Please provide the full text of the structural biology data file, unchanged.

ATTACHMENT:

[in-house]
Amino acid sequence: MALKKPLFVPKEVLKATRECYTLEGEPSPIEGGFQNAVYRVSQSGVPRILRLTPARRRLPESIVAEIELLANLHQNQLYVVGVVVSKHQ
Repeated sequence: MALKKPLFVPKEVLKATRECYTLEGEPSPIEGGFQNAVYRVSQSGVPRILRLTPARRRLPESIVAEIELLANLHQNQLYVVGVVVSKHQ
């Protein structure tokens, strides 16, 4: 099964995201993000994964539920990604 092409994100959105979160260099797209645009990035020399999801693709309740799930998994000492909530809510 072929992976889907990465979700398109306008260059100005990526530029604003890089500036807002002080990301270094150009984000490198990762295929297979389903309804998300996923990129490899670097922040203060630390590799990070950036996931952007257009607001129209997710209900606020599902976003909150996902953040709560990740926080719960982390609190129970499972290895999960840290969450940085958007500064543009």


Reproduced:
[in-house]
Amino acid sequence: MALKKPLFVPKEVLKATRECYTLEGEPSPIEGGFQNAVYRVSQSGVPRILRLTPARRRLPESIVAEIELLANLHQNQLYVVGVVVSKHQ
Repeated sequence: MALKKPLFVPKEVLKATRECYTLEGEPSPIEGGFQNAVYRVSQSGVPRILRLTPARRRLPESIVAEIELLANLHQNQLYVVGVVVSKHQ
């Protein structure tokens, strides 16, 4: 099964995201993000994964539920990604 092409994100959105979160260099797209645009990035020399999801693709309740799930998994000492909530809510 072929992976889907990465979700398109306008260059100005990526530029604003890089500036807002002080990301270094150009984000490198990762295929297979389903309804998300996923990129490899670097922040203060630390590799990070950036996931952007257009607001129209997710209900606020599902976003909150996902953040709560990740926080719960982390609190129970499972290895999960840290969450940085958007500064543009």